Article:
Henry Miller Quotes (displaying: 1 - 30 of 357 quotes)
Still I can't get it out of my mind what a discrepancy there is between ideas and living. A permanent dislocation, though we try to cover the two with a bright awning. And it won't go. Ideas have to be wedded to action; if there is no sex, no vitality in them, there is no action. Ideas cannot exist alone in the vacuum of the mind. Ideas are related to living: liver ideas, kidney ideas, interstitial ideas, etc. If it were only for the sake of an idea Copernicus would have smashed the existent macrocosm and Columbus would have foundered in the Sargasso Sea. The aesthetics of the idea breeds flowerpots and flowerpots you put on the window sill. But if there be no rain or sun of what use putting flowerpots outside the window?
The earth is parched and cracked. Men and women come together like broods of vultures over a stinking carcass, to mate and fly apart again. Vultures who drop from the clouds like heavy stones. Talons and beak, that's what we are! A huge intestinal apparatus with a nose for dead meat. Forward! Forward without pity, without compassion, without love, without forgiveness. Ask no quarter and give none! More battleships, more poison gas, more high explosives! More gonococci! More streptococci! More bombing machines! More and more of it--until the whole fucking works is blown to smithereens, and the earth with it!
Show me a man who over-elaborates and I will show you a great man! What is called their 'overelaboration' is my meat: it is the sign of struggle, it is struggle itself with all the fibers clinging to it, the very aura and ambiance of the discordant spirit. And when you show me a man who expresses himself perfectly I will not say that he is not great, but I will say that I am unattracted . . . I miss the cloying qualities. When I reflect that the task which the artist implicitly sets himself is to overthrow existing values, to make of the chaos about him an order which is his own, to sow strife and ferment so that by the emotional release those who are dead may be restored to life, then it is that I run with joy to the great and imperfect ones, their confusion nourishes me, their stuttering is like divine music to my ears.
What are our conductors giving us year after year? Only fresh corpses. Over these beautifully embalmed sonatas, toccatas, symphonies and operas the public dance the jitterbug. Night and day without let the radio drowns us in a hog-wash of the most nauseating, sentimental ditties. From the churches comes the melancholy dirge of the dead Christ, a music which is no more sacred than a rotten turnip.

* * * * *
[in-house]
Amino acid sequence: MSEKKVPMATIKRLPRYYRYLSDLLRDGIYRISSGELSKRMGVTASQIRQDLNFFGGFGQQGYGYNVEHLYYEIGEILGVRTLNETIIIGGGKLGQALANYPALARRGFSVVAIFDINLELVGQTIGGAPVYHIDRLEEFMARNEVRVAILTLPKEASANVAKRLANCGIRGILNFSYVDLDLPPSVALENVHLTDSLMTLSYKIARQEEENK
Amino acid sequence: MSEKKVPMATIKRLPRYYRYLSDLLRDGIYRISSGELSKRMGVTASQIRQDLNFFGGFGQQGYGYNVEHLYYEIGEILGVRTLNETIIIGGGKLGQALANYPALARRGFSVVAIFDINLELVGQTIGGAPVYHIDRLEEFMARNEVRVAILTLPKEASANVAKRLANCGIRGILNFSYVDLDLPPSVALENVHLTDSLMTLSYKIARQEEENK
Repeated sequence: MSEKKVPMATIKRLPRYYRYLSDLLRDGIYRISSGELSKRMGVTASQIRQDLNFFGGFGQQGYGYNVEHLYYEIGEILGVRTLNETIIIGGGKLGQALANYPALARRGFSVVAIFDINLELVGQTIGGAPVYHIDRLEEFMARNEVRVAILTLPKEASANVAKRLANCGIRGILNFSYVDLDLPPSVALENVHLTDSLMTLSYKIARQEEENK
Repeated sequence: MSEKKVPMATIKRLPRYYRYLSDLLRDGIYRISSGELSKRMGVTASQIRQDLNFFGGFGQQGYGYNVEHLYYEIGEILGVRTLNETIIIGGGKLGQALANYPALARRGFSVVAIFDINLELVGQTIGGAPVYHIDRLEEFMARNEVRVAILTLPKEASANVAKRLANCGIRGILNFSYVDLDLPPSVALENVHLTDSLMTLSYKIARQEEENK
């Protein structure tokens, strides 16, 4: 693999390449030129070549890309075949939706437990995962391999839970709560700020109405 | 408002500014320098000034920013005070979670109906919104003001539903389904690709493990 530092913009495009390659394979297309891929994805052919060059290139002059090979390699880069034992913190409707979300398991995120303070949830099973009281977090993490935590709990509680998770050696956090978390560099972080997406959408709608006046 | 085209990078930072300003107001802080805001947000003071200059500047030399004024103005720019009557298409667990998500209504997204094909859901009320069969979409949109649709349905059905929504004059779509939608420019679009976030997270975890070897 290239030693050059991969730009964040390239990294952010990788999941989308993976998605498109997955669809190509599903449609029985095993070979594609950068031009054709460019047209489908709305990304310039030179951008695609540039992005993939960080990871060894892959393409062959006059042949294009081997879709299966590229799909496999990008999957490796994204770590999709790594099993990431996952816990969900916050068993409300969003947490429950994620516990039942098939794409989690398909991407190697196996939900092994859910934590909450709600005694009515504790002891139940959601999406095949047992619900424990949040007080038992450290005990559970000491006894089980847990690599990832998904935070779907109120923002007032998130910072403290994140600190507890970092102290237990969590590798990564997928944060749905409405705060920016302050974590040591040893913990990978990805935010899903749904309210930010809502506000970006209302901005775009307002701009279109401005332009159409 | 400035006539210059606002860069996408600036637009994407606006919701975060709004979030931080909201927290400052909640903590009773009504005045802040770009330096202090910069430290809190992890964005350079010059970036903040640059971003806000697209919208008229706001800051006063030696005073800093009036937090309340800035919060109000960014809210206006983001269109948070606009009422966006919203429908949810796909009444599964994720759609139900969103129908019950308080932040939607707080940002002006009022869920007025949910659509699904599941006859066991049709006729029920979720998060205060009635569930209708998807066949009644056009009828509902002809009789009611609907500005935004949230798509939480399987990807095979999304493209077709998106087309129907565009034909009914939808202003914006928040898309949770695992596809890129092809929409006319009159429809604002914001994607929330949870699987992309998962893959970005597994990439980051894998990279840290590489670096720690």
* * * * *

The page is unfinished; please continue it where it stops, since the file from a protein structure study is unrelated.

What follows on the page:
And for that one moment of freedom you have to listen to all that love crap... it drive me nuts sometimes... I want to kick them out immediately... I do now and then. But that doesn't keep them away. They like it, in fact. The less you notice them the more they chase after you. There's something perverse about women... they're all masochists at heart.
All my life I have felt a great kinship with the madman and the criminal. Practically all my life I have dwelt in big cities; I am unhappy, uneasy, unless I am in a big city. My feeling for Nature is limited to water, mountain and desert. These three form a trine which is more imperative, for me, than any spiritual alimentation. But in the city I am aware of another element which is beyond all these in power of fascination: the labyrinth. To be lost in a strange city is the greatest joy I know; to become oriented is to lose everything. To me the city is crime personified, insanity personified. I feel at home.
Boris has just given me a summary of his views. He is a weather prophet. The weather will continue bad, he says. There will be more calamities, more death, more despair. Not the slightest indication of a change anywhere. The cancer of time is eating us away. Our heroes have killed themselves, or are killing themselves. The hero, then, is not Time, but Timelessness. We must get in step, a lock step, toward the prison of death. There is no escape. The weather will not change.
Side by side with the human race there runs another race of beings, the inhuman ones, the race of artists who, goaded by unknown impulses, take the lifeless mass of humanity and by the fever and ferment with which they imbue it turn this soggy dough into bread and the bread into wine and the wine into song.